Home
Search in�� ��for��
 
Resources
Career Center
New Hospital Update
Learn More About MCI
Bill Payment
Upcoming Events
Find a Physician
Press Releases
Maps and Directions
Visiting Hours
Medical Services
Specialty Programs and Services
Volunteer Services
H2U
Birthing Center Tours
Clinics
Family Care of Eastern Jackson County
Jackson County Medical Group
Family & Friends
Virtual Body
Virtual Cheercards
Web Babies
Decision Tools
Self-Assessment Tools
Natural and Alternative Treatments Main Index
Health Sources
Cancer InDepth
Heart Care Center
HealthDay News
Wellness Centers
Aging and Health
Alternative Health
Sports and Fitness
Food and Nutrition
Men's Health
Mental Health
Kids' and Teens' Health
Healthy Pregnancy
Medications
Travel and Health
Women's Health
Genus MD
Genus MD
Physician Websites
Legal Disclaimers
Nondiscrimination
Privacy Notice



Send This Page To A Friend
Print This Page

Fainting

(Syncope)

 

Definition

Fainting is a loss of consciousness that happens quickly and sometimes without warning. A fainting episode usually resolves within seconds to minutes. If fainting is caused by another condition, then the condition will need to be treated.

 

Causes    TOP

In general, fainting is caused by decreased blood flow to the brain.

Blood Flow to the Brain

Nucleus factsheet image

Copyright © Nucleus Medical Media, Inc.

Decreased blood flow to the brain can be caused by:

Most commonly, vasovagal spells. Vasovagal spells can occur:

  • During medical procedures
  • During times of high stress, trauma, or fright
  • After standing still for a long period of time

Medical conditions:

Fainting can also occur as a side effect to medications. These include:

  • Blood pressure medications
  • Medications to regulate heart rhythms
  • Diuretics
  • Certain antidepressants
 

Risk Factors    TOP

Factors that increase your risk of fainting include having a history of fainting.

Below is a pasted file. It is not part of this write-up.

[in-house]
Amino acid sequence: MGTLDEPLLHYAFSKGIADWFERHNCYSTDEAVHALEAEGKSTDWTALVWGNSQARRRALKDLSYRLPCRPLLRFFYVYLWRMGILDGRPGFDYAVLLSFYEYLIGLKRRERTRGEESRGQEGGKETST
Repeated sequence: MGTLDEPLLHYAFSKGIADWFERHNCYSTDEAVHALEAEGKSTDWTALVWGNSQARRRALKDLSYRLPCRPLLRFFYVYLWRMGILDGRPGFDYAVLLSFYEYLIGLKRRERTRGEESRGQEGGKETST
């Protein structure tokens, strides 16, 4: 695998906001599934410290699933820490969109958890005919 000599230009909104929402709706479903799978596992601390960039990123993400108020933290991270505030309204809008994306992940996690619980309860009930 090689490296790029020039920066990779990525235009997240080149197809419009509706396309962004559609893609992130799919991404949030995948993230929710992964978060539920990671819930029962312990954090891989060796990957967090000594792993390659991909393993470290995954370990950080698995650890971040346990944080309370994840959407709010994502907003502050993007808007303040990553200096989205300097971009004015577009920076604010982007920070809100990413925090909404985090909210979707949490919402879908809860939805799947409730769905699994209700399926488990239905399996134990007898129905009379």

Symptoms    TOP

Symptoms may include:

  • Sudden loss of consciousness
  • Inability to remain standing or sitting
  • Consciousness regained without any need for intervention
  • Lightheadedness before losing consciousness

When Should I Call My Doctor?

Call your doctor if you are having episodes of fainting. This is especially important if you:

  • Have a heart condition
  • Have a job where you or others may be at risk if you faint. Examples include airline pilot, bus driver, or machinist.

When Should I Call for Medical Help Immediately?

Call for emergency medical services right away if you have:

  • Weakness or numbness of face, arm, or leg, especially on the left side of the body
  • Confusion
  • Loss of balance, coordination problems
  • Vision problems
  • Severe headache
  • Rapid, irregular heartbeat; chest pain
 

Diagnosis    TOP

You will be asked about your symptoms and medical history. A physical exam will be done.

Your bodily fluids may be tested. This can be done with blood tests.

Your heart activity may be tested. This can be done with:

Your brain activity may be tested. This can be done with electroencephalogram (EEG).

Images may be taken of your blood flow. This can be done with MR angiogram and CT angiogram.

Additional tests may be done. They may include a tilt table test.

If initial tests are unclear, brain images may be taken. This can be done with:

 

Treatment    TOP